“We had seen it before, but it didn’t look too peculiar until it got close to the black hole and became elongated, and much of its gas was torn apart. It went from being a pretty innocuous object when it was far from the black hole to one that was really stretched out and distorted at its closest approach and lost its outer shell, and now it’s getting more compact again.”
So what does that tell us? What does this mean as a whole? Does it truly help us determine what G2 is, or what any of the other G objects are?
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The answer to what the G objects may be might be simpler than you might suspect. Because it doesn’t necessarily have to do with what the G objects are per se, but rather, with where they are located!
Confused? I’ll explain. There are many kinds of stars in the universe, we’ve even talked about some of them here on the channel before, but one of those types of stars is Binary. Binary stars are defined as..
To that end, some scientists believe that the other G Objects are possibly also gas byproducts from fused Binary Stars.

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What’s On The Other Side Of A Black Hole?

What’s On The Other Side Of A Black Hole?

From what they are, to where they might go, and beyond! Join me as we explore the question of, “where do black holes lead to?”

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Before we dive into the potential pathways that Black Holes may have, it’s important to know exactly what they are. Because while you might have a loose definition as to what they are and what they do, they’re actually far more complex than you might realize. Which is why many people in NASA and other space programs are fascinated by them.
If you’re looking for a technical definition, this is how NASA describes Black Holes:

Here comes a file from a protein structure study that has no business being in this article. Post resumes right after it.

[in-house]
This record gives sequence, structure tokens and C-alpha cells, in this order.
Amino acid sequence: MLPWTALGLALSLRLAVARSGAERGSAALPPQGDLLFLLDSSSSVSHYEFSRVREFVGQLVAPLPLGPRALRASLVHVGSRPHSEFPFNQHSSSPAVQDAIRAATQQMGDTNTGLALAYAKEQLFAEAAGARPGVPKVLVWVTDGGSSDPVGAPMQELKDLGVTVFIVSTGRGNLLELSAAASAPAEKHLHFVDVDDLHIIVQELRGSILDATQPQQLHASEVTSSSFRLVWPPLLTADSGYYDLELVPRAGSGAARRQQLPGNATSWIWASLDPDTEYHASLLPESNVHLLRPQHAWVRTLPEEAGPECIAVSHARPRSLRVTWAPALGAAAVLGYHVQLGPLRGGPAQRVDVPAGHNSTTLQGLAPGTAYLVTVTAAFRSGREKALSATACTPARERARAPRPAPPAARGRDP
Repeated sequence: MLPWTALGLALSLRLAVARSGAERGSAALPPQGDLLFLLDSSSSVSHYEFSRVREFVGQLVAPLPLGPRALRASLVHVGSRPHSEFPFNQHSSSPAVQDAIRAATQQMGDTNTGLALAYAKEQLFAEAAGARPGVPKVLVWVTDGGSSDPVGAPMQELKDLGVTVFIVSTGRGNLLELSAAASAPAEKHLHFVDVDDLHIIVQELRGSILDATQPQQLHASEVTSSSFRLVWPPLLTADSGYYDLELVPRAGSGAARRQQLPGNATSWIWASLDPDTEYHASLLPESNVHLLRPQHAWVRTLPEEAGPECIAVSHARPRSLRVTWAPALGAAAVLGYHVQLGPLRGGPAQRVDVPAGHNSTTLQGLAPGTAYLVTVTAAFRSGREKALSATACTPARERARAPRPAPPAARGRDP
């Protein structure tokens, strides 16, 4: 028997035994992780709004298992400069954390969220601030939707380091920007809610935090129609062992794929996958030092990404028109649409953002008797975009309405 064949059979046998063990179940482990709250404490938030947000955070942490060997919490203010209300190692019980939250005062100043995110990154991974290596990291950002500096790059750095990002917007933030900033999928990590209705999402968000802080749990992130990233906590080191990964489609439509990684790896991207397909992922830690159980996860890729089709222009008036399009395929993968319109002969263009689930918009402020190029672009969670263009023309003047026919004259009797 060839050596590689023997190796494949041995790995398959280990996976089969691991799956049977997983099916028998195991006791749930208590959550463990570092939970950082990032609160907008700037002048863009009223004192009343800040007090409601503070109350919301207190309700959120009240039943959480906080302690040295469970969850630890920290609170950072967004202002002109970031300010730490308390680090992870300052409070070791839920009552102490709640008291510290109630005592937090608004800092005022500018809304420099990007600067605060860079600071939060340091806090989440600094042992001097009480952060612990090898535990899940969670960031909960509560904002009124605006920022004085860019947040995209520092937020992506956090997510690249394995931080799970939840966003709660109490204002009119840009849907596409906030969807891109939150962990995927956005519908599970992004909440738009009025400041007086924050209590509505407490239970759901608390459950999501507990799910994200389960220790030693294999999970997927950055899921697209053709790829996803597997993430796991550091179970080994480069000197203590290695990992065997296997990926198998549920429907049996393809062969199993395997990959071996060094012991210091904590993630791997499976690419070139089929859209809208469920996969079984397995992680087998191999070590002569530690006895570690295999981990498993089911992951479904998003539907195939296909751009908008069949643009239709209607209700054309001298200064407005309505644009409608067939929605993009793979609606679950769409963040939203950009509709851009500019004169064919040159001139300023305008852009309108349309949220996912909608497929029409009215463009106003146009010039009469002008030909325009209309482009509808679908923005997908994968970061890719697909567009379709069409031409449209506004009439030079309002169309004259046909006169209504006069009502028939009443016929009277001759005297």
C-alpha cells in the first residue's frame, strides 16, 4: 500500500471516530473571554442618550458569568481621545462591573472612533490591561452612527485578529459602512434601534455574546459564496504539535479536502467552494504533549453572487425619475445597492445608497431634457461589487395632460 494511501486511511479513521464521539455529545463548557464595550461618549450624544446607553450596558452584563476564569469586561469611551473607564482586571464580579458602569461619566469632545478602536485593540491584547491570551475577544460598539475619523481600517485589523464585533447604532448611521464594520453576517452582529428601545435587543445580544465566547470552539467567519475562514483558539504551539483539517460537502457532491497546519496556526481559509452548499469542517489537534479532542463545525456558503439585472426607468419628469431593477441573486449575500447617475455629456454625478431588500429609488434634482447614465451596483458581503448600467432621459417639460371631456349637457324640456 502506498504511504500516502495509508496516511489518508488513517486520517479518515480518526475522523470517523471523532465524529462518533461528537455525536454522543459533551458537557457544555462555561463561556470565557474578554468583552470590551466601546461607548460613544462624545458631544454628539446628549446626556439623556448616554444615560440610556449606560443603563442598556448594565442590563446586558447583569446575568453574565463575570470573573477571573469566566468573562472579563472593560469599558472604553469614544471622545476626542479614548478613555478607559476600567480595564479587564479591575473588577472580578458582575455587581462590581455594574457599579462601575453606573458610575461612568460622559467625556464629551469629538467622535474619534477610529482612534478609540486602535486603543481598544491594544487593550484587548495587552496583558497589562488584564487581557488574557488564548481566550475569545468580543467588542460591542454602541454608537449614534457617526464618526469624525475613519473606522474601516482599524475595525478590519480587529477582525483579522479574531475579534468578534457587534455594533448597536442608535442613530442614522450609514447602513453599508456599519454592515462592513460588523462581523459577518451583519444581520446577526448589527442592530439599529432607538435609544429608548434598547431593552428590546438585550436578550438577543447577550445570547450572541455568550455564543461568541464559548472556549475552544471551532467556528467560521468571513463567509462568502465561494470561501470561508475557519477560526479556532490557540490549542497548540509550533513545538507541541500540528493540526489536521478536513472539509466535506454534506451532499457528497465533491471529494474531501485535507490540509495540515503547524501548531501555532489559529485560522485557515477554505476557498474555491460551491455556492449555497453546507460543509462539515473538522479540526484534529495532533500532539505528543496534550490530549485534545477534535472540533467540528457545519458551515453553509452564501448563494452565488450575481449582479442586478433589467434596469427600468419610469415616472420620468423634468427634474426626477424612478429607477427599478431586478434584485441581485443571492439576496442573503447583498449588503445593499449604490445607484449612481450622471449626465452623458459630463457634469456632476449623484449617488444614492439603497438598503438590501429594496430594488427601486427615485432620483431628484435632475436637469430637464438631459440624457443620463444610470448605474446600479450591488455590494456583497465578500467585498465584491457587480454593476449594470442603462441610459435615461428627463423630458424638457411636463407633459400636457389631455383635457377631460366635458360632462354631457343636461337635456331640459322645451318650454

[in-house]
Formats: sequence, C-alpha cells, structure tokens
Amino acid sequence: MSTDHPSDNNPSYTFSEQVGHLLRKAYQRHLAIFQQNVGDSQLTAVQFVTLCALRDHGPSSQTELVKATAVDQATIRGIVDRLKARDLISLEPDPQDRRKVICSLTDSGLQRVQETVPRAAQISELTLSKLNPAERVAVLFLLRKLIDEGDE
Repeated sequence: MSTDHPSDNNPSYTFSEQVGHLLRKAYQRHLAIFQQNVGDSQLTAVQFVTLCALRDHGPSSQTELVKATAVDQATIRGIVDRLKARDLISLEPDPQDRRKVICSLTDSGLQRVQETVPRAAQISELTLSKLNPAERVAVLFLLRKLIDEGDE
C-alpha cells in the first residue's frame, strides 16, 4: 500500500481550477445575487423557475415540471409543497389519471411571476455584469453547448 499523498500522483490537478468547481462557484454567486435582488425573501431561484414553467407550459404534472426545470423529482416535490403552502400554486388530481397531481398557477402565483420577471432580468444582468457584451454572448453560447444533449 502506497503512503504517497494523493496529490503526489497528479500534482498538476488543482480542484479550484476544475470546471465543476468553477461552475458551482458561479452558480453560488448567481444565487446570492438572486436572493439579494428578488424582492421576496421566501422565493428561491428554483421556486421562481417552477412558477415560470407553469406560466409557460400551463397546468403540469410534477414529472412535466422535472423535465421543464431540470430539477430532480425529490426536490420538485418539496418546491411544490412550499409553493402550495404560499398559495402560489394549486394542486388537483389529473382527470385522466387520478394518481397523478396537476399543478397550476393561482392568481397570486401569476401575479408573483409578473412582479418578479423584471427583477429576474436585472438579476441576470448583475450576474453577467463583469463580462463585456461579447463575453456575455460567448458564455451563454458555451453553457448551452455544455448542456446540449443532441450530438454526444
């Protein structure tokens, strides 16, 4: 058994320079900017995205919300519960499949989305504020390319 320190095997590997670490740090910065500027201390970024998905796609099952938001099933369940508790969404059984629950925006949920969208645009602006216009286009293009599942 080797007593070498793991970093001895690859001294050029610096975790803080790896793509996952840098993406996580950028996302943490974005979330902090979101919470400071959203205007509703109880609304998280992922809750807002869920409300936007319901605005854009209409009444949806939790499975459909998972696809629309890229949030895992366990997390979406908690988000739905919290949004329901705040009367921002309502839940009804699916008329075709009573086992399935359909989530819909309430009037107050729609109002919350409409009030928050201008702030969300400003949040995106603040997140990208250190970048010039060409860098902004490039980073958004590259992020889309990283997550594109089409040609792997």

“A black hole is a place in space where gravity pulls so much that even light cannot get out. The gravity is so strong because matter has been squeezed into a tiny space. This can happen when a star is dying.”
This singularity as it is often called is a bit of a mystery in space, and for a very good reason. You see, black holes can form in large sizes, small sizes, and sometimes they don’t even need a fully fledged star to form at all! Which is scary in the sense that it means black holes can form in various ways.
Plus, since no light can actually escape them, it means that they can’t technically be seen by anyone. That being said, it’s easy to “see their work”, as the intense gravity of the Black Holes is enough to stretch objects from their “starting point” and slowly pull them to the Black Hole. This is known as spaghettification, because like a stretched piece of spaghetti, the object will get thinner and thinner until nothings exists but particles. And if you think that a Black Hole is limited in what it can absorb, you would be wrong. Very wrong in fact. If it is close enough, it’ll break down a star, a planet, multiple stars and planets at once, etc. It’s a question of range more than anything.